Greece Considers Imposing Vaccine Mandate on All Over-50s

A patient receives a dose of vaccine against Covid-19, in Aristotelous Square, in the center of Thessaloniki on November 26, 2021. - Responding to the rush of the mobile vaccination unit in the center of the city, on the occasion of Black Friday ton Nivember 26, 2021 and is expected …

Just days after the Italian government announced it would be making vaccines mandatory for all residents over the age of 50, the Greek government is reported to be considering a similar policy.

Greece is reported to be considering making vaccination against the Wuhanc virus mandatory for all residents aged over 50 and is expected to make a formal announcement on the issue in the coming days.

Deputy Interior Minister Stelios Petsas stated on Friday that the policy was being actively considered, saying that “The decision to impose age criteria has paid off, and the age limits could be further lowered if this becomes necessary,” newspaper Ekathimerini reports.

In November, Greece mandated every resident over the age of 60 must take the coronavirus vaccine and introduced €100 (£85/$113)  monthly fines for anyone over 60 not fully vaccinated after a deadline of January 16th.

Earlier this week, the Italian government under Prime Minister Mario Draghi announced it would be making vaccination mandatory for all residents over the age of 50, while also tightening restrictions on those who are not vaccinated from various venues.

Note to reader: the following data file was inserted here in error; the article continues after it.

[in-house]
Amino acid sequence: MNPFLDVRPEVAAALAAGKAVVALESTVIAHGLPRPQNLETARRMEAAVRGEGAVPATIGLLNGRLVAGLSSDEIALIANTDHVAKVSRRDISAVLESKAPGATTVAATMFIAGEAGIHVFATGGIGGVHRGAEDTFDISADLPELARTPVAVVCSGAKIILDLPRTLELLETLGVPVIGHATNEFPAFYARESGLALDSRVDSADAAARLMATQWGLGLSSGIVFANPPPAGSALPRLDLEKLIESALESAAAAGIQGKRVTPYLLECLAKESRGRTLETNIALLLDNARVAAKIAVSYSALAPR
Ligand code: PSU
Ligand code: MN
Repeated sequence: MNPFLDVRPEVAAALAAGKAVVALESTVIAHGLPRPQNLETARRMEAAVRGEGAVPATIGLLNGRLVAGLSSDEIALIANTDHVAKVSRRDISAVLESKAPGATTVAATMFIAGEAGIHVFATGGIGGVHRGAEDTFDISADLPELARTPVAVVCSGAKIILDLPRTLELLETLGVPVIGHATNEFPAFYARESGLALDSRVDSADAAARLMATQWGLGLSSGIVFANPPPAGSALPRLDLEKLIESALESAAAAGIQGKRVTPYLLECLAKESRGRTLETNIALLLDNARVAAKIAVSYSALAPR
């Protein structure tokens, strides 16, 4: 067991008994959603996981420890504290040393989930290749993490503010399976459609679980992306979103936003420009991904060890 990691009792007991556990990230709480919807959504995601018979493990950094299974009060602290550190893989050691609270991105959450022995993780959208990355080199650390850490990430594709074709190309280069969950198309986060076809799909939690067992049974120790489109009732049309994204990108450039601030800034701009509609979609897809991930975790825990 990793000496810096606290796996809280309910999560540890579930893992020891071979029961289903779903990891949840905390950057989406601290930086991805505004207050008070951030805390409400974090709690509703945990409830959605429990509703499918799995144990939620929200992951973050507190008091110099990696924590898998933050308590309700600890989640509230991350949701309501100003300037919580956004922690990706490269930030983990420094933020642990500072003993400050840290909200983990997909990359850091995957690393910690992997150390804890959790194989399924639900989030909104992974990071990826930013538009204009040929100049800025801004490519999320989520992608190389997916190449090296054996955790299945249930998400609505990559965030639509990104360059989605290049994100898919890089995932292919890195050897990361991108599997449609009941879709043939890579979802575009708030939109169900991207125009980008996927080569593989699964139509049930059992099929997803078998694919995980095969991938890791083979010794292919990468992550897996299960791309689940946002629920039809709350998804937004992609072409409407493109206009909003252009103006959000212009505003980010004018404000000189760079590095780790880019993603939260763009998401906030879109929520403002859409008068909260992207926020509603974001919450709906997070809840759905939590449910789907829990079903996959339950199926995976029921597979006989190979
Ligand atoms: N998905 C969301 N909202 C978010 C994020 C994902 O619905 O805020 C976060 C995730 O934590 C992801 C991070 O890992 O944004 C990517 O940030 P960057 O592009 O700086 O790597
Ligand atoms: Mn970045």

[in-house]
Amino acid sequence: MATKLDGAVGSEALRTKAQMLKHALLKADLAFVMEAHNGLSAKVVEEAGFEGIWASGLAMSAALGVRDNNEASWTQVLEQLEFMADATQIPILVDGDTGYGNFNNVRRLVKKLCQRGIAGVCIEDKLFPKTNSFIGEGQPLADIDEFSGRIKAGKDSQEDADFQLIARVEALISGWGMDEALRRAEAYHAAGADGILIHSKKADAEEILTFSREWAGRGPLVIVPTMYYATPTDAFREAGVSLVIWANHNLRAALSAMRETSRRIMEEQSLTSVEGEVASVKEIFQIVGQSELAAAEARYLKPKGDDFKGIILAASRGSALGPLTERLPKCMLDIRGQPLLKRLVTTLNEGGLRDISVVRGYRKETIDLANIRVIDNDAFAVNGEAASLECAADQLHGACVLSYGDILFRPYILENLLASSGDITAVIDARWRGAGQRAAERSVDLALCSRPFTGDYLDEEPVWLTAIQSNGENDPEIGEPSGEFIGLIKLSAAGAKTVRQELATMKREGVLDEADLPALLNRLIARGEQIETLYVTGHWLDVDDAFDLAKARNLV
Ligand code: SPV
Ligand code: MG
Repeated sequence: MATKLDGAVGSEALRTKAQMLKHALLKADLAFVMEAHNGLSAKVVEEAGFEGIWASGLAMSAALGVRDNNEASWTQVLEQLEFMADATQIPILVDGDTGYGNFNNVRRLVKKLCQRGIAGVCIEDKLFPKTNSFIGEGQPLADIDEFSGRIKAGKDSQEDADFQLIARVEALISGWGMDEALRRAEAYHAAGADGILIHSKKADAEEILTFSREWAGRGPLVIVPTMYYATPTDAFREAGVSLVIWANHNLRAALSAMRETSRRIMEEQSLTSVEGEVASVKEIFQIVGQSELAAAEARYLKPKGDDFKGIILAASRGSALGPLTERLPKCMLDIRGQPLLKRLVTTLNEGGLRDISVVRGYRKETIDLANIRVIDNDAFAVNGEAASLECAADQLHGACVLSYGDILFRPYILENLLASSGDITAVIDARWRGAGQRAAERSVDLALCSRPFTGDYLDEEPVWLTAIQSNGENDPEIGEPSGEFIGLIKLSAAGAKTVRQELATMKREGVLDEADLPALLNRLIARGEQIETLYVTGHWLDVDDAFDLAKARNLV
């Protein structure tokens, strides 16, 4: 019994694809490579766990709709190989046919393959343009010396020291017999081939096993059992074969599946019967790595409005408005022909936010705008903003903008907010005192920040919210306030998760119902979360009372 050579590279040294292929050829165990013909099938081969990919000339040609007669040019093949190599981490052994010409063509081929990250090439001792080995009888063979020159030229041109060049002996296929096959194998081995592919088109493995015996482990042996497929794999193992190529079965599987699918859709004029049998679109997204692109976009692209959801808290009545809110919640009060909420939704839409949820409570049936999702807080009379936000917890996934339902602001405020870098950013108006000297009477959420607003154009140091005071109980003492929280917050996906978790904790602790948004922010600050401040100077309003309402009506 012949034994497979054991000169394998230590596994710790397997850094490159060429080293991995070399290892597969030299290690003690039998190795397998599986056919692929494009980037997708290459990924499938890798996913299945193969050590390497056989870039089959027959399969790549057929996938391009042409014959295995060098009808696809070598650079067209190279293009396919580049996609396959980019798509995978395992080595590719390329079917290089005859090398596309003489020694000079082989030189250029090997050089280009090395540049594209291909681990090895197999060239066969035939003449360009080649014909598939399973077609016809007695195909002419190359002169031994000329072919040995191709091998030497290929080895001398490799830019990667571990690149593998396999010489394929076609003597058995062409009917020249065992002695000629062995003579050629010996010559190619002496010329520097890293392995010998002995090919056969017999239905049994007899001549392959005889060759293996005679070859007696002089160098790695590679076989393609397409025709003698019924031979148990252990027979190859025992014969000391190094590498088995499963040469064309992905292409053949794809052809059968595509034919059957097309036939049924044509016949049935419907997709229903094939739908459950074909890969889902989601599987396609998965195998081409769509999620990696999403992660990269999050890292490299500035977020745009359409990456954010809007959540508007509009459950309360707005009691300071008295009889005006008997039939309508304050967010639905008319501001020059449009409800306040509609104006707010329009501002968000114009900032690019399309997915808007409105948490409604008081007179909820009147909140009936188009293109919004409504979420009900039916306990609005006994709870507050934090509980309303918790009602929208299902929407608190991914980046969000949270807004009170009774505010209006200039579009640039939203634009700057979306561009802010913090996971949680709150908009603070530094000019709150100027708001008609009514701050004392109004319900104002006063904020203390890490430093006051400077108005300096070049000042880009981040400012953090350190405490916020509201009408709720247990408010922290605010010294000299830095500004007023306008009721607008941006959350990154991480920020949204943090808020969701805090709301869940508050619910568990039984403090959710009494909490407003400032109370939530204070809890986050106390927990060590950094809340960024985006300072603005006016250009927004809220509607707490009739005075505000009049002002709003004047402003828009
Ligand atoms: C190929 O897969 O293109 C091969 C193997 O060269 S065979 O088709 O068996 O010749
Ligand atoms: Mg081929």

The policy was opposed by Matteo Salvini’s League (Lega), who stated: “La Lega is opposed to the indiscriminate vaccination obligation and proposes to use scientific and not ideological criteria: the absolute majority of ICU admissions concern people over the age of 65.”

The Italian government is also looking to require workers in some industries to have the “Super Green Pass” — a health passport that only fully vaccinated individuals and those who have recently recovered from the virus are eligible for.

Italy’s Undersecretary of Health Andrea Costa commented on banning unvaccinated people from workplaces, saying: “I believe that, given the numbers of infections and increasing hospital pressure, it is reasonable to immediately extend the Super Green Pass in the workplace.”

“It will be a big boost to speed up the vaccination campaign and impose severe restrictions on those who do not get vaccinated,” he added.

The idea of fining people for not being vaccinated was proposed last November by Vice President of the Lower Austrian Medical Association, Gerrit Loibl, who suggested that anyone not vaccinated should be forced to pay a monthly sum and suggested an amount of €90 to €100 (£78-£84/$90-$113).

Loibl’s home country is also pursuing compulsory vaccination.

Follow Chris Tomlinson on Twitter at @TomlinsonCJ or email at ctomlinson(at)


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